Priyanka and Asha (names changed) are residents of an urban slum in the country’s capital. Until a few months ago, they firmly believed that a boy could look at a girl and tell if she has ever been in a sexual relationship. At almost 20 years of age, both these girls did not know about sex, contraception, safe periods, and consent.
In 2015, India saw the number of abortions rise to almost 1.56 crores – the highest in a long while.
The misconceptions and myths that these girls carry could well be factors that led to the alarming statistics. In an attempt to change this mindset, Super School India (SSI), an NGO based in Delhi has run several education initiatives for urban slum children.
SSI believes that every child can excel and has been working with children to equip them with skills to succeed and guide them to be responsible and morally upright members of society.
In an exclusive conversation, Radhika Mittal, Founder and Director of SSI, tells us why she started the organisation, how it has evolved, and the way forward.
Growing up and working in Singapore, Radhika saw that while there was a great deal of interest among various organisations for India, a majority of them lacked the confidence in investing in India’s social sector.
“India is such a huge place, and while we would always recommend investing, it was also important to address the questions of the investors.”
That’s when I decided to move here and work with the urban slum children,” says Radhika.
She continues, “I started with the children who lived close to my home, and I was sure about repeating the same things that every other NGO in the city was doing. I wanted to create maximum impact and work on areas where the children genuinely needed help.”
Bridging the gap
In her quest to provide help in areas where it was needed most, Radhika found that the children severely lacked in values. She says, “While we saw some amazing students, we realised we must work with them to provide a good value system.”
Citing an example, Radhika narrates an incident about a girl who was eve-teased on her way to the centre. When discussions ensued about what should be done, there were numerous responses. She shares, “Some suggested that we visit her home, others said that we must get the police involved. All this while, a boy was quietly rolling his eyes. When I asked him why, he answered, ‘if she keeps looking behind and giggling, then the boys will tease her, right?’”
Her takeaway from that incident was that no matter what education and skills were taught to the children, it was the mindset that needed to be changed.
Teaching them to respect one another
One of the things that Radhika and her team work on is ensuring that sexual harassment is not normalised. “We spend considerable time in correcting the language used by the children, the terminologies which they pass off as acceptable, and in ensuring that we constantly speak to them about consent,” she says.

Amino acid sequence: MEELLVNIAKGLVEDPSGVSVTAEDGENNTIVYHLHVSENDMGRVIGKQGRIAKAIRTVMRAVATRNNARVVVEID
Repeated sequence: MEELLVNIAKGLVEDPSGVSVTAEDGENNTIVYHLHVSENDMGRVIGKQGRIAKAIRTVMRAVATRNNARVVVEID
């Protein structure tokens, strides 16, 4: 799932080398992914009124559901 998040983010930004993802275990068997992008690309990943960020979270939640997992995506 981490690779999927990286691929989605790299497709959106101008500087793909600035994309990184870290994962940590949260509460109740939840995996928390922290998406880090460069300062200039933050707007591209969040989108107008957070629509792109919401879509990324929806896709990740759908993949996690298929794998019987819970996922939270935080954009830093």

None of these children is born bad, insists Radhika, adding that they are influenced by those around them.
“We also saw that three months of being with them and constantly speaking to them brought such a change in their behaviour,” she shares.
As part of the workshops, the team plays popular Hindi film music, which includes songs that have derogatory lyrics. One of the activities involves changing the lyrics of these songs. Through this, the children begin to understand why certain words could be derogatory and hence should not be used.
Teaching consent with ‘chai’
One popular analogy that worked well with the children was comparing tea to consent. For instance, if a child had a cup of tea with someone for two days but was refused on the third day, the refusal must be respected.
“We explained to them that forcing someone to have tea was not an option, and similarly consent must be obtained for anything that involves another.”
Radhika laughs as she tells us about a response they got during a session. “We had someone tell us that in India refusing tea was considered rude.”
For SSI and Radhika, this has been a good beginning. Their programmes are designed keeping their 150 students in mind. And they plan to continue their engagement while working to introduce it to different government schools.
Sex education will continue to be one of the focus areas, primarily because Radhika feels that the information that these kids are armed with is usually half-baked and hence, of no use.
Radhika claims, “The only exposure they have to sex education is actually seeing or hearing their parents have sexual intercourse; while their counterparts might go on to the internet and search for it, these children will almost never do that.”
Radhika and her team will continue to work towards changing the mindset and bringing about respect among the genders. For more information about the centre, visit their website here.
(Edited by Shruti Singhal)
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